Freight House

NYNH&H Freight House

Track side of the Freight House, date and photographer unknown.

New Britain Freight House

A railroad freight house handled less-than-carload (L.C.L) freight, much like shipping companies such as UPS do today. They also handled carload freight for industries that don't have their own industrial track.

Bulk tracks (often called team tracks) handle carload traffic for local industries as well. There are unloading platforms and usually a crane, but trucks can also just pull up to the door of the car and unload directly.

A common commodity in this era unloaded at the concrete platforms were automobiles. They were shipped in Automobile Cars, with double doors to be able to push the car in (by hand) or end doors so cars could be driven in. It doesn't appear that New Britain had an end door loading/unloading ramp.

The New Haven Railroad Freight House was 270' long and built in two sections. The northern section is of brick construction, with 8 loading doors for trucks. The second section, including the office, is of the New Haven Standard wood construction with 9 loading doors. I don't know which portion was built first.

While I don't have a date, I believe the freight house burned down some time in the '60s or '70s.

House and Bulk Tracks

Often adjacent a yard, as they are in New Britain, the house and bulk tracks are not part of the yard proper and are not used for classifying trains.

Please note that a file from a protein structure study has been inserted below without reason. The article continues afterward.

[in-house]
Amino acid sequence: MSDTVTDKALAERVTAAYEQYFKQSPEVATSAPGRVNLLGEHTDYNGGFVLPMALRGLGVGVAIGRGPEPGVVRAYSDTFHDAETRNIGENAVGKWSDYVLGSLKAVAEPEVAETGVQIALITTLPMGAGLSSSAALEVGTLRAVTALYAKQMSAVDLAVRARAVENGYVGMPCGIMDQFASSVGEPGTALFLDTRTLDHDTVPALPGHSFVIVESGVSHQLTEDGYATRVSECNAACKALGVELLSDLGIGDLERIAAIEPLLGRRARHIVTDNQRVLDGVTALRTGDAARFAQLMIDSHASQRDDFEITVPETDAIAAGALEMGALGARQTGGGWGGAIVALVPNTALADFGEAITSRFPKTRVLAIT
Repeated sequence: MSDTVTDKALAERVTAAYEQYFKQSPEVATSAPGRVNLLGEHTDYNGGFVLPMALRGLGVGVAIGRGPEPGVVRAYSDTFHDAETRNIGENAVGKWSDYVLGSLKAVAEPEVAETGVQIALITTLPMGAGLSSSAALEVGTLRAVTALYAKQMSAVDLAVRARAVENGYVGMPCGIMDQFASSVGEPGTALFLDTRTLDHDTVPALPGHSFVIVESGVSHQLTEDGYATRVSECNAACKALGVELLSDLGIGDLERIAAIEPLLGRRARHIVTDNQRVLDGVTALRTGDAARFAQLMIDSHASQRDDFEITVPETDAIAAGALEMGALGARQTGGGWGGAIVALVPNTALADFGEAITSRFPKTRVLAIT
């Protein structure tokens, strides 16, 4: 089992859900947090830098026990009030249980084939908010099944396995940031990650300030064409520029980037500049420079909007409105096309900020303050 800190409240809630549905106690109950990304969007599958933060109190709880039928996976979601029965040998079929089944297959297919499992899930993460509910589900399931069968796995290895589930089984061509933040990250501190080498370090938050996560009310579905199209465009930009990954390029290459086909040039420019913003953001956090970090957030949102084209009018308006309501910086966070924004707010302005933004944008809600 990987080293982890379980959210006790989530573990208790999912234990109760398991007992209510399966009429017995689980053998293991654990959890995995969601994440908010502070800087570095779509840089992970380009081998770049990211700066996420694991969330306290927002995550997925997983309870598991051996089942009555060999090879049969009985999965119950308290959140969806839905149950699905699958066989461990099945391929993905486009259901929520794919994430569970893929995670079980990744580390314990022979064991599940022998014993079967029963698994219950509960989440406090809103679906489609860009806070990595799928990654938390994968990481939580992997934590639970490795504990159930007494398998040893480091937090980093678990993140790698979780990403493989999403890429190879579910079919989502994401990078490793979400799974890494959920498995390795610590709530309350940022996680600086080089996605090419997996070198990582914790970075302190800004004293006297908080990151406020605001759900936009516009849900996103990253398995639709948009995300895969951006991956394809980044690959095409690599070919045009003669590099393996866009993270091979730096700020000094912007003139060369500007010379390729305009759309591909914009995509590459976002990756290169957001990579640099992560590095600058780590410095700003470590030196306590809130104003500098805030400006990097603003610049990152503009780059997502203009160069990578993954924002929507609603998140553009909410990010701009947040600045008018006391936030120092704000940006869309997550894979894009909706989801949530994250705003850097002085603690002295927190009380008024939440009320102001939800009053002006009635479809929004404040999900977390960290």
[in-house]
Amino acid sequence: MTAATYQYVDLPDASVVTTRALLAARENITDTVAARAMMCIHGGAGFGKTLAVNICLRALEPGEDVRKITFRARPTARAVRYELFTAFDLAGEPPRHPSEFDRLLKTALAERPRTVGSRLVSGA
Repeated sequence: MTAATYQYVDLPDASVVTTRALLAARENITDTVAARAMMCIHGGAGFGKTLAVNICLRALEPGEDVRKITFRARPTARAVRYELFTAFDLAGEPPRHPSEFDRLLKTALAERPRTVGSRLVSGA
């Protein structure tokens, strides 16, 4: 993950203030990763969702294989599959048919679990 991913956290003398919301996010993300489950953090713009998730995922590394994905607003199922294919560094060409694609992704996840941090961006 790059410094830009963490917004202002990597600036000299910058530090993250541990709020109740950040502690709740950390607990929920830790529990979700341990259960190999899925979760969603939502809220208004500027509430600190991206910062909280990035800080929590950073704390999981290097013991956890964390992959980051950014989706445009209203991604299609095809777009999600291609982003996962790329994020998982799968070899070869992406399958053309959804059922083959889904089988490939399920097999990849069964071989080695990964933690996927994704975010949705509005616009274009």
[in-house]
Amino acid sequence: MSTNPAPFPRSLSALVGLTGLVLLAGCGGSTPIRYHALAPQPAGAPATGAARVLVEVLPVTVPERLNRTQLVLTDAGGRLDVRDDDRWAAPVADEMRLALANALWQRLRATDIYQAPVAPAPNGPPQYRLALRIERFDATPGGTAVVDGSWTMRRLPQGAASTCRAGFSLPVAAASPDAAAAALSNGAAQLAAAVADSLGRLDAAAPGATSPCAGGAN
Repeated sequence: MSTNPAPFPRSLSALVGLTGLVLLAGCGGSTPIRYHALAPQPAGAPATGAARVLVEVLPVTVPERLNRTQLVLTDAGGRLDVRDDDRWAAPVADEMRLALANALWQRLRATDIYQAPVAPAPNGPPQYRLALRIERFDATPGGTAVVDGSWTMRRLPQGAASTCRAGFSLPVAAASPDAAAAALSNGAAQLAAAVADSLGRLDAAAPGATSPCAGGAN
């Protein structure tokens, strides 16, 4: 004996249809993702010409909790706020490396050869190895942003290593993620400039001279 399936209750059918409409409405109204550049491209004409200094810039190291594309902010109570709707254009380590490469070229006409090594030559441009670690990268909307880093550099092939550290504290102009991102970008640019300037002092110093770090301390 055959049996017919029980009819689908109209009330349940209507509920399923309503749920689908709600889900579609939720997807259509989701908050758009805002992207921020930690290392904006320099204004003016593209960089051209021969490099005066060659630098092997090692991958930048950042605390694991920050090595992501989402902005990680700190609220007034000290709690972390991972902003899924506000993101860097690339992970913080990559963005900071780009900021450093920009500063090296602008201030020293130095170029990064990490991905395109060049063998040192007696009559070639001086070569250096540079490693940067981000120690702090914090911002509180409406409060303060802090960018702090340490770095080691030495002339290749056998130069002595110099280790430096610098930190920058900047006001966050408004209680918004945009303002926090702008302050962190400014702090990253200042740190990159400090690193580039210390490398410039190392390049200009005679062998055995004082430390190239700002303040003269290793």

House Tracks

    • No. 32 - 715' (14 cars)

    • No. 34 - 775' (16 cars)

    • No. 36 - 845' (17 cars)

Bulk Tracks

    • No. 38 - 370' - Stanley Rule & Level

    • No. 40 - 535' (11 cars) - 15-ton hand-operated pillar crane

    • No. 42 - 608' (12 cars)

    • No. 44 - 548' (11 cars)

    • No. 46 - 747' (15 cars)

    • No. 48 - 962' (20 cars)

    • No. 50 - ~1,000' (20 cars) - concrete platform

New England Transportation Company

This was a wholly owned subsidiary of the New Haven Railroad, and the freight house served as its New Britain terminal. Inbound and outbound traffic was handled by NETCo route A-11 with stops in the morning and afternoon en route from Hartford to Bristol and return. These routes handled L.C.L traffic to/from small town freight houses that didn't receive enough traffic to warrant regular service.

Other Trucking Companies

The Railroad would also lease space in the freight house to other companies. For example, from 1946 (probably earlier) through 1948, Walker Trucking Co. has space (and presumably an office) at the freight house.

The original layout featured a long switch lead to get to the bulk tracks. This is from the 1915 valuation map.

The track with the small building across the tracks was the track scale for weighing freight cars.

This is the layout by my era. I don't know when the switchback was eliminated, but the railroad sold the southwestern section of the property. Note that the track scale is still present in 1952. The concrete platform for a crane is also noted, for a 15-ton hand (winch) operated pillar crane.

The concrete platform has moved, and there's a shadow on the map that shows there may have been another. None of them are end ramps (at the end of one of the tracks) for unloading automobiles from end door cars. Regardless, automobiles were a regular delivery to the bulk tracks in this era. Between 1950 and 1954 an average of 377,500 box cars of automobiles were delivered to CT. If that was divided equally among all stations on the New Haven Railroad, that would be 7 cars/day (including weekends).